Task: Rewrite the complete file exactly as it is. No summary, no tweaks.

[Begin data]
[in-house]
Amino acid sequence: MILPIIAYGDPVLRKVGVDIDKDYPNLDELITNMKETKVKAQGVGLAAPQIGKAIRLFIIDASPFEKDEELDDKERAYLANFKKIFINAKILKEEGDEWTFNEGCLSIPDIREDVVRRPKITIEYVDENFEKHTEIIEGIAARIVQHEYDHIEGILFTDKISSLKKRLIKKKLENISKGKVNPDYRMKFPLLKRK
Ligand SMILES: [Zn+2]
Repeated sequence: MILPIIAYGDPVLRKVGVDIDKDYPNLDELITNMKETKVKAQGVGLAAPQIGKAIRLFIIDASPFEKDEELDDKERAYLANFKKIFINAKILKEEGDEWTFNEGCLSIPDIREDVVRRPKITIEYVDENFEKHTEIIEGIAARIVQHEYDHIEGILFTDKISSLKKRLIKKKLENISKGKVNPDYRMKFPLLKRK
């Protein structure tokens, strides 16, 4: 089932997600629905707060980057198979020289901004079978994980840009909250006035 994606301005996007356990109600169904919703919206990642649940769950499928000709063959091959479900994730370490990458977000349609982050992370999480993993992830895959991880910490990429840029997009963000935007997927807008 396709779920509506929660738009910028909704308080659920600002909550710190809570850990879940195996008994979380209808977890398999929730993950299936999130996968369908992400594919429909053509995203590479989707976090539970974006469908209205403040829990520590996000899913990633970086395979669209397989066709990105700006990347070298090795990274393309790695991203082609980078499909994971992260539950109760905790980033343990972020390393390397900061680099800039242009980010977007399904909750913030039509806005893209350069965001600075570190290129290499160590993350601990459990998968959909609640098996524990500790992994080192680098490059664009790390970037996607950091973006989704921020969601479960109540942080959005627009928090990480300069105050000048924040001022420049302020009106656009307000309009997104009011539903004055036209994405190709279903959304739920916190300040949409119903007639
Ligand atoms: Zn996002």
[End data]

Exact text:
[in-house]
Amino acid sequence: MILPIIAYGDPVLRKVGVDIDKDYPNLDELITNMKETKVKAQGVGLAAPQIGKAIRLFIIDASPFEKDEELDDKERAYLANFKKIFINAKILKEEGDEWTFNEGCLSIPDIREDVVRRPKITIEYVDENFEKHTEIIEGIAARIVQHEYDHIEGILFTDKISSLKKRLIKKKLENISKGKVNPDYRMKFPLLKRK
Ligand SMILES: [Zn+2]
Repeated sequence: MILPIIAYGDPVLRKVGVDIDKDYPNLDELITNMKETKVKAQGVGLAAPQIGKAIRLFIIDASPFEKDEELDDKERAYLANFKKIFINAKILKEEGDEWTFNEGCLSIPDIREDVVRRPKITIEYVDENFEKHTEIIEGIAARIVQHEYDHIEGILFTDKISSLKKRLIKKKLENISKGKVNPDYRMKFPLLKRK
């Protein structure tokens, strides 16, 4: 089932997600629905707060980057198979020289901004079978994980840009909250006035 994606301005996007356990109600169904919703919206990642649940769950499928000709063959091959479900994730370490990458977000349609982050992370999480993993992830895959991880910490990429840029997009963000935007997927807008 396709779920509506929660738009910028909704308080659920600002909550710190809570850990879940195996008994979380209808977890398999929730993950299936999130996968369908992400594919429909053509995203590479989707976090539970974006469908209205403040829990520590996000899913990633970086395979669209397989066709990105700006990347070298090795990274393309790695991203082609980078499909994971992260539950109760905790980033343990972020390393390397900061680099800039242009980010977007399904909750913030039509806005893209350069965001600075570190290129290499160590993350601990459990998968959909609640098996524990500790992994080192680098490059664009790390970037996607950091973006989704921020969601479960109540942080959005627009928090990480300069105050000048924040001022420049302020009106656009307000309009997104009011539903004055036209994405190709279903959304739920916190300040949409119903007639
Ligand atoms: Zn996002």